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Travel-tips

Travel survival kit

Top ten things to include

A mum's handbag is never big enough...

However, having a few key items can help you to be prepared to treat minor ailments as soon as they happen.

At a glance

  • Having a first aid kit to hand means you can treat minor ailments as soon as they happen
  • Don't forget to pack your prescribed medicine and have enough for the duration of the holiday
  • Check that painkillers are suitable for children and always read the instructions
summer-essentials-kit


Here are 10 things to include in your travel first aid kit for kids. 

Enough prescribed medicine

If you or your baby takes regular medicine, be sure to ask your doctor for enough to last the duration of your holiday.

Thermometer

It’s worth packing a thermometer so you can quickly check your child’s temperature. Strip thermometers you can put on the forehead are small and accurate.

Liquid painkillers

Liquid painkillers that contain paracetamol or ibuprofen, such as Calpol or Neurofen are essential for relieving all kinds of pain, from a cut finger to a headache. They also lower fevers in colds and flu. Buy one that is suitable for babies and young children and follow the instructions. Buy boxes of sachets to avoid the 100ml 'plane rule - and just for general ease.

Plasters

Include a box of assorted plasters, and some extra-large ones for knees and elbows. They’ll come in useful for cuts, grazes, blisters, insect bites and even repairing things. Burn plasters work a treat on big grazes and stay put for days, meaning no tears when it has to come off.

Individual antiseptic wipes

These little sachets are great for cleaning wounds if you’re not near a bathroom. You can sterilize your hands with them, too. A top tip is a little emergency sweet treat - administer as required when then sting hits them - ouch!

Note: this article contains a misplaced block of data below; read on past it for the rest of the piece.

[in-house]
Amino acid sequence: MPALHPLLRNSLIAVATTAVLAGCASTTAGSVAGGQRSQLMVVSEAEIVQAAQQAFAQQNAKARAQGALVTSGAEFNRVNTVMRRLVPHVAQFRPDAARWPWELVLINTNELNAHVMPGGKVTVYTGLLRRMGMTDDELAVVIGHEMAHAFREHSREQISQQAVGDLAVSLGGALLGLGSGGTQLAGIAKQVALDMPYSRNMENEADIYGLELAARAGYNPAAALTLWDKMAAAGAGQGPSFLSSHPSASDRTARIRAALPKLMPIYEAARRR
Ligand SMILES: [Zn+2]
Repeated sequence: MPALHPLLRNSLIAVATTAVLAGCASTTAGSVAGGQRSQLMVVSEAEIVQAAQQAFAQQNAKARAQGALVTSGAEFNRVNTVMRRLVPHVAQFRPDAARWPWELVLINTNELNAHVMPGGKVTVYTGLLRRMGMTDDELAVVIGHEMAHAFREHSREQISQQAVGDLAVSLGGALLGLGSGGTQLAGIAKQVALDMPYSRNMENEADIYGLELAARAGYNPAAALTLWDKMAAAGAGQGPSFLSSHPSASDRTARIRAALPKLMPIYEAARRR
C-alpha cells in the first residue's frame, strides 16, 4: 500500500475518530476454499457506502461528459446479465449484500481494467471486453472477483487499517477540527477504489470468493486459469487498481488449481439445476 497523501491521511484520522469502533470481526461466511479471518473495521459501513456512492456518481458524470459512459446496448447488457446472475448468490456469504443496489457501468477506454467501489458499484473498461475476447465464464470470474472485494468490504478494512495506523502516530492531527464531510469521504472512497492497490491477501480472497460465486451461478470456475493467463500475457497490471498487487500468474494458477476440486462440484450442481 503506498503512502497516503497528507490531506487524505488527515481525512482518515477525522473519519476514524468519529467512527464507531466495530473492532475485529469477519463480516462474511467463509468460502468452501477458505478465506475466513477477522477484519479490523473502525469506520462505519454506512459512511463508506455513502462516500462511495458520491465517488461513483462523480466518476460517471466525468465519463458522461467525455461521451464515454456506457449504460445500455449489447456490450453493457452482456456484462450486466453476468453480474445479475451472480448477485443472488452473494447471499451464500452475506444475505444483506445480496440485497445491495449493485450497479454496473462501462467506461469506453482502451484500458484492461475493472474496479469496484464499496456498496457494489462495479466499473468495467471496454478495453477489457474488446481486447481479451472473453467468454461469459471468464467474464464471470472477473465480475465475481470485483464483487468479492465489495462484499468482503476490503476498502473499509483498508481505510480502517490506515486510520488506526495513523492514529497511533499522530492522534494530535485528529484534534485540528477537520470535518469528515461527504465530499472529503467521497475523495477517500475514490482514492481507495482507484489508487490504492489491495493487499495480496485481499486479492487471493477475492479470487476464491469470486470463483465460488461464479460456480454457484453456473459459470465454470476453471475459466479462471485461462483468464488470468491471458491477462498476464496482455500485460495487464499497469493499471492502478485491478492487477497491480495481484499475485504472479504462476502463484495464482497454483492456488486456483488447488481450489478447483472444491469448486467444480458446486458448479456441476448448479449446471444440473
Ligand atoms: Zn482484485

Antiseptic cream

Dab this on after cleaning a wound to stop it becoming infected.

Insect repellent

Keep mosquitoes, midges and biting flies away with an insect repellent spray, roll-on or even sticky patch that can be put onto your baby’s clothing.

Most insect repellents are safe to use on babies over two months old, but do check the label and talk to your pharmacist. Spray the repellent onto your hands, then wipe it gently onto your baby’s face, hands and feet. Dress your baby in long sleeves and trousers to prevent insect bites too.

Antihistamine spray or cream

This is handy for soothing insect stings and bites and nettle stings. It also can help with some rashes, or allergies - be sure to check with a GP if in doubt.

Bandages and sticky tape

It’s worth keeping a bandage in the first aid kit in case of larger wounds or for strapping up a sprained wrist or ankle. It also works a treat as a placebo on your little ones. Secure the bandage with sticky tape.

Tweezers and scissors

Tweezers are useful for removing thorns and splinters. In the case of a bee sting, scratch the sting away with your nail rather than use tweezers, so you don’t squeeze the venom sac into the sting.

Don’t forget to include some contact details in your first aid kit too. These should be:

  • Emergency services number (ambulance)
  • Address and phone number of your nearest hospital
  • The phone number of your hotel or campsite.

At a glance

  • Having a first aid kit to hand means you can treat minor ailments as soon as they happen
  • Don't forget to pack your prescribed medicine and have enough for the duration of the holiday
  • Check that painkillers are suitable for children and always read the instructions
Dress babies in long sleeves and trousers to prevent insect bites and use repellent on their face, hands and feet

Travel survival kit